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Fourth Ethiopia Economic Update : Overcoming Constraints in the Manufacturing Sector

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World Bank (WB)

Abstract: The Ethiopian economy continued its strong expansion in FY14 with real GDP growing by 10.3 percent. Growth was driven mainly by the services sector from the supply side and public investment from the demand side. At the same time, inflation has remained in single digits for the last two years on account of tighter monetary policy and lower international commodity prices. However, in recent months in 2015, domestic food prices are increasing partially as a result of shortage rainfall during the short rainy season. On the fiscal side, the budgetary stance at the general government level has been cautious. In an effort to adjust for the rising cost living, the FY15 budget incorporates an increase in public sector salaries after years of no increases which could also be the first step to adjust the balance between capital and recurrent expenditure. The salary increase accompanied by a supplementary budget in the middle of the fiscal year could potentially increase the budget deficit. The current account balance weakened. The deterioration is on account of a worsening trade deficit which was driven by weak export performance and large imports of capital goods for public investment programs. Goods exports showed positive growth in 2013-14 but rates remained far below their historical growth; furthermore, export growth fell into negative territory again in the last quarter of 2014 and first quarter of 2015. The strong economic growth in the past decade helped to reduce poverty significantly. The poverty headcount, measured by the national poverty line, fell from 38.7 percent in 2005 to 29.67 percent in 2011. Measured with the international poverty line (US$1.25 per day) Ethiopia saw the second fastest rate of reduction in Africa. Economic growth, particularly in agriculture, has been an important driver of poverty reduction in the last decade. Favorable weather conditions and improving terms of trade for rural producers have been reasons of this past trend supported by strong improvements in access to basic services and rural safety nets. Low levels of inequality have been maintained with the Gini coefficient remaining stable at 0.30.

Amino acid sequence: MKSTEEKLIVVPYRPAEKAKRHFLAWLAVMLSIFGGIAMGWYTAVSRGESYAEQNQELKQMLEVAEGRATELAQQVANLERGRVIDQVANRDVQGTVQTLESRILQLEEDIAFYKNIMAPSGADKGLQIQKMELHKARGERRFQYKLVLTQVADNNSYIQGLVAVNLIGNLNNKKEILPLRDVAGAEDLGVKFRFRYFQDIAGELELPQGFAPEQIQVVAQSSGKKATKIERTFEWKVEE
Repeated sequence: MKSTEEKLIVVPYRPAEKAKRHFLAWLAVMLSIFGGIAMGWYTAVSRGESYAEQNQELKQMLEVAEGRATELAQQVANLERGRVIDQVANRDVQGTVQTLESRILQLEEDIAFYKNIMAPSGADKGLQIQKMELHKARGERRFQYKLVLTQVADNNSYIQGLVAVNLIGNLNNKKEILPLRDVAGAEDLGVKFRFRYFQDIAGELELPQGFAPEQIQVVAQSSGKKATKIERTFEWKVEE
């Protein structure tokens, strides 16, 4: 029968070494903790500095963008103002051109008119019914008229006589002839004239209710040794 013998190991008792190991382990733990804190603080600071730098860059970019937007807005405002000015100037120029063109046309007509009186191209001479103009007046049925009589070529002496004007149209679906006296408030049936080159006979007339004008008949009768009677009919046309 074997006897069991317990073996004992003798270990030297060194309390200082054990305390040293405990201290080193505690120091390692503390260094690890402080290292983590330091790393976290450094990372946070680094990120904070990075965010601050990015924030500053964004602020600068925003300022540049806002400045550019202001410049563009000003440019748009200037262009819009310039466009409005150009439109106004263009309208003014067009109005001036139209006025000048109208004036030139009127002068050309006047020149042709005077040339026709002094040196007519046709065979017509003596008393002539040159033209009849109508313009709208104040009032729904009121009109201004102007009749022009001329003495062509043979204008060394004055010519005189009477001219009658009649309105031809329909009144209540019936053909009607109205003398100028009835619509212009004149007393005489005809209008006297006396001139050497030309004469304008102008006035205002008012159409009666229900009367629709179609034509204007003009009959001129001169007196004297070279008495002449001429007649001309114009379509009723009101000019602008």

Type: Report
Economic & Sector Work :: Economic Updates and Modeling
Economic & Sector Work
Link: http://hdl.handle.net/10986/22802
Subject: LIVING STANDARDS
TOTAL REVENUE
MONETARY POLICY
CAPITAL MARKETS
REGULATORY FRAMEWORK
UNEMPLOYMENT RATES
ECONOMIC GROWTH
OIL PRICE
PRODUCTION
LAGS
NATIONAL ECONOMY
STRUCTURAL CHANGE
DISPOSABLE INCOME
INCOME
EXPECTATIONS
REAL GDP
EXCHANGE
GOVERNMENT REGULATION
ECONOMIC DEVELOPMENTS
GDP PER CAPITA
LIQUIDITY
EXPORTS
DOMESTIC MARKET
POLITICAL ECONOMY
FISCAL POLICY
WELFARE
BONDS
INCENTIVES
DEVALUATION
CAPACITY BUILDING
MOV
REAL INCOME
INPUTS
PAYMENTS
FREE TRADE
INFLATION
REGIONAL PRODUCTIVITY
TRENDS
SAFETY NETS
ECONOMIC OUTLOOK
DEVELOPMENT
SMALL BUSINESS
OIL PRICES
TOTAL FACTOR PRODUCTIVITY
TECHNICAL ASSISTANCE
COSTS
PER CAPITA INCOME
GOVERNMENT REGULATIONS
EXPORT GROWTH
COMMERCIAL BANK
MONEY
RENT
DEVELOPMENT STRATEGIES
FIXED COSTS
PRODUCTIVITY
INDUSTRIALIZATION
FAILURES
MONOPOLY
CRITERIA
PRICE DECLINES
DEBT
MARKETS
NET EXPORTS
INCOME LEVELS
POTENTIAL OUTPUT
ENTRY BARRIERS
TAX REVENUES
DIVIDENDS
UTILITY
NATURAL RESOURCES
GROSS DOMESTIC PRODUCT
INVENTORY
FINANCE
TAXES
UNEMPLOYMENT
PRODUCTIVITY GROWTH
CONSUMPTION
HUMAN CAPITAL
VALUE ADDED
CAPITAL
WAGES
UNEMPLOYMENT RATE
FUTURE
VALUE
BENCHMARKING
COMPETITIVENESS
CREDIT
TREASURY BILLS
TRADE DEFICIT
DEVELOPMENT STRATEGY
COMPARATIVE ADVANTAGES
DEMAND
ECONOMY
AGRICULTURE
CONSUMERS




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